Hope (registered as Hope’s Promise), whom this blog is named after, is a 1998 Canadian Sport Horse (fun fact! Hope and I are practically the same age, we share the same birth year, but she is older than me by 4 months). In 2014 I was casually looking for a horse to free lease after having to retire my 25 year old Thoroughbred gelding, and consequently not having a horse to ride. My ideal lease horse would be something that was already trained in dressage, possibly even something big and fancy. My equine chiropractor mentioned that one of his clients had a mare that they were looking to lease out. He described her as big and black, sweet but temperamental, and warned me that she had some back problems due to not being ridden for a while, but she was currently being brought back into work and building her strength. I was intrigued, mainly for the fact that there was seemingly no other horses available for free lease at the time. I contacted her owner and set up a time to see “Hope”.
As I walked into the dark barn on the day scheduled to see her, I saw a silhouette of a horse at the far end of the aisle. A silhouette of a big horse, as described, with an almost absurdly long back, an equally long and slender neck, and huge ears. Her conformation was certainly far from the average standard of correct conformation; her back was long enough to seat a family of four, her neck was set too low, and she was built downhill (and she wasn’t black! Dark bay, but not black). This horse didn’t look like anything special, and I must admit that my heart sank a little when I saw her (I was expecting something “fancier”, the big stereotypical dressage horse, not a somewhat weedy looking horse). Still, this would be a free lease, and I figured that I could at least watch how she moves and ride her.
I liked her movement, her strides were big and she looked like a very forward moving and energetic horse. Upon riding her myself, I was immediately fascinated with her; she was like no other horse I had ever ridden before (and I don’t 100% mean that in a good way). She was obedient, but I felt that she had no spark. She was different, and I somehow felt that I needed to figure her out. Even though it was certainly not love at first sight, I knew from the bottom of my heart that this was the horse for me.
There was a hitch, however (isn’t there always?). She supposedly wouldn’t accept a bit. She was currently being ridden in a hackamore, but since hackamores aren’t dressage competition legal we had hit a bit of a road block. I tried a couple of different bits on her, and she was alright. She didn’t particularly love it, but she wasn’t trying to kill me either, so I figured that we would be able to make it work.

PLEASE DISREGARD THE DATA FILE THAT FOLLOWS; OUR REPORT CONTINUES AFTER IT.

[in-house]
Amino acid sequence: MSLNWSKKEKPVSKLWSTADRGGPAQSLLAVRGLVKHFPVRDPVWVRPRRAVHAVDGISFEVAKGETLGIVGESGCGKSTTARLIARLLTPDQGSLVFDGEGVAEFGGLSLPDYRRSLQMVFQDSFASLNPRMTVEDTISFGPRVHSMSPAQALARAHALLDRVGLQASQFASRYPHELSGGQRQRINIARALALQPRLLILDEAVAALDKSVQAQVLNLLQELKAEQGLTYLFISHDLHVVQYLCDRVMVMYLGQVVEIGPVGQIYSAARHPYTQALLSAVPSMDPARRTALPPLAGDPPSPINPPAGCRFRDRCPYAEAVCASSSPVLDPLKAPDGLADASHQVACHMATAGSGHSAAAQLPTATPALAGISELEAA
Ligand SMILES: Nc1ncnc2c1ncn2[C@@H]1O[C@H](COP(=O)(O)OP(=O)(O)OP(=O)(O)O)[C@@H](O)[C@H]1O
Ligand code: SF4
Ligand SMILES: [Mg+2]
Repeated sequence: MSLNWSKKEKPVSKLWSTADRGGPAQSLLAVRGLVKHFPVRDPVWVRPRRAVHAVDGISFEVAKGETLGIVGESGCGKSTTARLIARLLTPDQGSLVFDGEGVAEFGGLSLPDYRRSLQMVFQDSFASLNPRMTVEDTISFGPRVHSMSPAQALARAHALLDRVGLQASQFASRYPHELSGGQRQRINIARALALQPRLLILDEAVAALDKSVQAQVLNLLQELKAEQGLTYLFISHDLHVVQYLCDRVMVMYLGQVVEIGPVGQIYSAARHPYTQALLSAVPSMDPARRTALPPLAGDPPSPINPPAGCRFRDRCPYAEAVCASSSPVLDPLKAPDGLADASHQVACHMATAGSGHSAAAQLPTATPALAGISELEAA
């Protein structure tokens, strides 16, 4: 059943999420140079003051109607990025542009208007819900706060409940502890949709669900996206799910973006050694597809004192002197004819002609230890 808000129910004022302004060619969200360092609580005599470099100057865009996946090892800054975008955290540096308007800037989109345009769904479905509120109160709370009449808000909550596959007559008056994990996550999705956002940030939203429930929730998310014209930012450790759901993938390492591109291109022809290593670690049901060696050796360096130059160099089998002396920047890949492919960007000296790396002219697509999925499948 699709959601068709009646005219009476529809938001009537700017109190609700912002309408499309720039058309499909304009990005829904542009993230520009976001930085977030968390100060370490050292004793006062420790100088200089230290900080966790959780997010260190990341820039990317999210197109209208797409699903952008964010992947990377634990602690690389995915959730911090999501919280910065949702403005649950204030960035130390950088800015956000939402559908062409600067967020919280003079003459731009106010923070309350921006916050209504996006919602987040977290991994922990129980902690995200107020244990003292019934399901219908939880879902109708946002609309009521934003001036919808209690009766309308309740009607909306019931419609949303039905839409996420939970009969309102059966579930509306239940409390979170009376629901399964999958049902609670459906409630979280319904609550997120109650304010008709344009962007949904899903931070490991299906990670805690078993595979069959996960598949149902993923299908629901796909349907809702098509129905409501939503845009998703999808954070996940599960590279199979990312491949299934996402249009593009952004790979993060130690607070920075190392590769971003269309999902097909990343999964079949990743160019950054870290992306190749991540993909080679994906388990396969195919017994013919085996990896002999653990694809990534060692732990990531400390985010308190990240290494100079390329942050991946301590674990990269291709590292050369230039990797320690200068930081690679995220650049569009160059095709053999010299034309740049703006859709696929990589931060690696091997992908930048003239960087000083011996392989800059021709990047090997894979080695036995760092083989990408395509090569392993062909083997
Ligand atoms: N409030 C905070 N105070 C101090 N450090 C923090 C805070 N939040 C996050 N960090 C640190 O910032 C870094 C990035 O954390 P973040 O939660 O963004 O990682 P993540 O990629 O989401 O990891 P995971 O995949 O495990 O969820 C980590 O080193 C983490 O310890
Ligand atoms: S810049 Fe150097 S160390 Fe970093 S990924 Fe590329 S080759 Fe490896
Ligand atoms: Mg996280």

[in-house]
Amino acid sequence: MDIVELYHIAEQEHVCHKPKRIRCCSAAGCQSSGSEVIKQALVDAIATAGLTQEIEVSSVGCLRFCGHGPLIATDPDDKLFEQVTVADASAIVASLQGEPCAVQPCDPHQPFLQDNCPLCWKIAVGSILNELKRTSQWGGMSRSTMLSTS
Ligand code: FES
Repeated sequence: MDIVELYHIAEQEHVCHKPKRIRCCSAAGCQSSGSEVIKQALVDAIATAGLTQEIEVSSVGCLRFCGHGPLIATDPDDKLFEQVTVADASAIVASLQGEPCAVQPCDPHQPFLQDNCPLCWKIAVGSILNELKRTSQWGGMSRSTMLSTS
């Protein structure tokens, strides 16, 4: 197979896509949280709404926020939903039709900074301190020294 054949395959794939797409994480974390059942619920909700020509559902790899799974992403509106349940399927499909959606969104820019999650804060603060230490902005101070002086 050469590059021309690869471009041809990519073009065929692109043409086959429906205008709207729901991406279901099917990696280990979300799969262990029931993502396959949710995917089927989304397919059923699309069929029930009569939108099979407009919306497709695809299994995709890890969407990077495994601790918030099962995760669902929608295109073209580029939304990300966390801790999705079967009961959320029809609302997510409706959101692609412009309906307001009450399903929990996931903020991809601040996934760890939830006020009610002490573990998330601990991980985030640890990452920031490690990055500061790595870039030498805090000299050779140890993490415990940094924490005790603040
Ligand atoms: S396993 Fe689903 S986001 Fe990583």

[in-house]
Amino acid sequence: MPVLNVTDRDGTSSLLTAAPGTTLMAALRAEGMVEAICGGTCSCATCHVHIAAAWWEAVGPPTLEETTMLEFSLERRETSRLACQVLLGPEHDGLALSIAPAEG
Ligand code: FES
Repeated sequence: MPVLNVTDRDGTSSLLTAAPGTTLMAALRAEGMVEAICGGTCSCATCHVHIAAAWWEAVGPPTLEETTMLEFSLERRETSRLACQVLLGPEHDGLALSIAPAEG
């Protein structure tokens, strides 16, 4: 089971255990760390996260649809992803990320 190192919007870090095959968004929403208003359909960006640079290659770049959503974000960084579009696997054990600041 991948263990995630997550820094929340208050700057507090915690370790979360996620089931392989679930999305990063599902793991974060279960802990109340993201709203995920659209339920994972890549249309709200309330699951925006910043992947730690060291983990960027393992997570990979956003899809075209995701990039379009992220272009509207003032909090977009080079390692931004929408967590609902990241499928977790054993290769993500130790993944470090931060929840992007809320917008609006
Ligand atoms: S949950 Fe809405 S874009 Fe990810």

The other major issue was that she was not very strong due to having a year or so of time off. As a result, she traveled mostly with a hollow back and with her nosed poked in the air. She also only had 3 speeds: walk, semi strung-out trot, and a bolting gallop. Her habit of bolting was partially due to rider error on my part, but if we were to make this relationship work, we both had a lot of work to do.
After getting to know Hope over the span of a couple of weeks, I began to fall in love with her. I adored how sensitive she was, and how she would let me know the moment I had done anything wrong, she wasn’t going to coverup any of my mistakes for me. If I wasn’t going to pull my own weight, than neither was she. Quite a logical approach, if you ask me.
For the first year of the lease, we were just working on training, no shows. When we did eventually start showing, it wasn’t even in dressage, it was in the jumper rings because that was what Hope was actually trained for. I decided to take advantage of her previous jumper training, and started competing in the jumpers for the second time in my life (and here I thought I was out of jumping for good).
We did start in dressage, and slowly moved further and further away from the jumper ring, until we eventually stopped competing in the jumpers altogether. As our time together lengthened, our relationship improved. Hope began to loose her aloofness, and she developed more of a personality. She now had a spark that she previously lacked, and was much more personable. She had also figured out how to make the cutest “plz may I have a treat” face (it’s her big ears, she knows how to angle them in the most endearing way).
Perhaps the most charming part of our time together is the day that Hope became mine. It was the Christmas of 2015, one seemingly just like any other, but this Christmas turned out to be one that I will always hold dear to my heart. I shall forever remember walking into the barn on Christmas day and seeing Hope standing there with a bow tied around her neck, and my coach standing beside her, smiling and saying “Merry Christmas!” as she handed me a card that explained that Hope was now mine. This was the greatest Christmas present I could have ever imagined, and only would have believed possible in my wildest dreams. Which just goes to show, dreams really do come true.
Hope and I still have a long way to go, but I am so proud with how far we’ve come already. We still have issues, and neither one of us is perfect. However, I can confidently say with complete honesty that I made the right decision when I chose to lease Hope. Our time together has certainly not been all sunshine and rainbows, and she has at times caused me to want to bash my head against the wall in frustration, but I know without a shadow of a doubt that I love her, and would not have her any other way. She has taught me so much already, and I know that she will continue to teach and humble me. I will continue to strive for improvement, and hold onto my belief that Hope and I are capable in the realm of dressage, if only holding onto the belief of the promise of hope.